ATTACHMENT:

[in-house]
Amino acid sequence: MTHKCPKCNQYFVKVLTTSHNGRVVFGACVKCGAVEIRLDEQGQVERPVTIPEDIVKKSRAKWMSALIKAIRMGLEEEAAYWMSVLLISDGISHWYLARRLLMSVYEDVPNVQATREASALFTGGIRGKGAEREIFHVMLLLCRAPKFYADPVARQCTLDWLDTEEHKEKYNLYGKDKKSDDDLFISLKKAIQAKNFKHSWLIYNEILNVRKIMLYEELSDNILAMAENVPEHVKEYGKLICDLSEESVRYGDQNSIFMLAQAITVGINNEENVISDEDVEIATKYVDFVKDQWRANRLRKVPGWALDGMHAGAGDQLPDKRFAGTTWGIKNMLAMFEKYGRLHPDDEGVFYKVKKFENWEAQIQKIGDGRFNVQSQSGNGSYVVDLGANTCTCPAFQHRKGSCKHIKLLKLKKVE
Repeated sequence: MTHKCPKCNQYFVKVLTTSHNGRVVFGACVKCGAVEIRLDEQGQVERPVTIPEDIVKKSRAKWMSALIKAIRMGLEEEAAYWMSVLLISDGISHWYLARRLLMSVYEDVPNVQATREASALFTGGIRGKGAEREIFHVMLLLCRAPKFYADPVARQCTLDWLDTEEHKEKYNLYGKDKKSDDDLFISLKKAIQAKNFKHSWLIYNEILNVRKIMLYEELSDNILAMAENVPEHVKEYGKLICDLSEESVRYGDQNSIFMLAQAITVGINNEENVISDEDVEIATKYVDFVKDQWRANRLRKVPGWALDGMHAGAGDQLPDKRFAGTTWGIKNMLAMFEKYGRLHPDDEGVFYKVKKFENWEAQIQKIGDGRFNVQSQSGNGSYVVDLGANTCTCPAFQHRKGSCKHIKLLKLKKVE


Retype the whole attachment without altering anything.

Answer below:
[in-house]
Amino acid sequence: MTHKCPKCNQYFVKVLTTSHNGRVVFGACVKCGAVEIRLDEQGQVERPVTIPEDIVKKSRAKWMSALIKAIRMGLEEEAAYWMSVLLISDGISHWYLARRLLMSVYEDVPNVQATREASALFTGGIRGKGAEREIFHVMLLLCRAPKFYADPVARQCTLDWLDTEEHKEKYNLYGKDKKSDDDLFISLKKAIQAKNFKHSWLIYNEILNVRKIMLYEELSDNILAMAENVPEHVKEYGKLICDLSEESVRYGDQNSIFMLAQAITVGINNEENVISDEDVEIATKYVDFVKDQWRANRLRKVPGWALDGMHAGAGDQLPDKRFAGTTWGIKNMLAMFEKYGRLHPDDEGVFYKVKKFENWEAQIQKIGDGRFNVQSQSGNGSYVVDLGANTCTCPAFQHRKGSCKHIKLLKLKKVE
Repeated sequence: MTHKCPKCNQYFVKVLTTSHNGRVVFGACVKCGAVEIRLDEQGQVERPVTIPEDIVKKSRAKWMSALIKAIRMGLEEEAAYWMSVLLISDGISHWYLARRLLMSVYEDVPNVQATREASALFTGGIRGKGAEREIFHVMLLLCRAPKFYADPVARQCTLDWLDTEEHKEKYNLYGKDKKSDDDLFISLKKAIQAKNFKHSWLIYNEILNVRKIMLYEELSDNILAMAENVPEHVKEYGKLICDLSEESVRYGDQNSIFMLAQAITVGINNEENVISDEDVEIATKYVDFVKDQWRANRLRKVPGWALDGMHAGAGDQLPDKRFAGTTWGIKNMLAMFEKYGRLHPDDEGVFYKVKKFENWEAQIQKIGDGRFNVQSQSGNGSYVVDLGANTCTCPAFQHRKGSCKHIKLLKLKKVE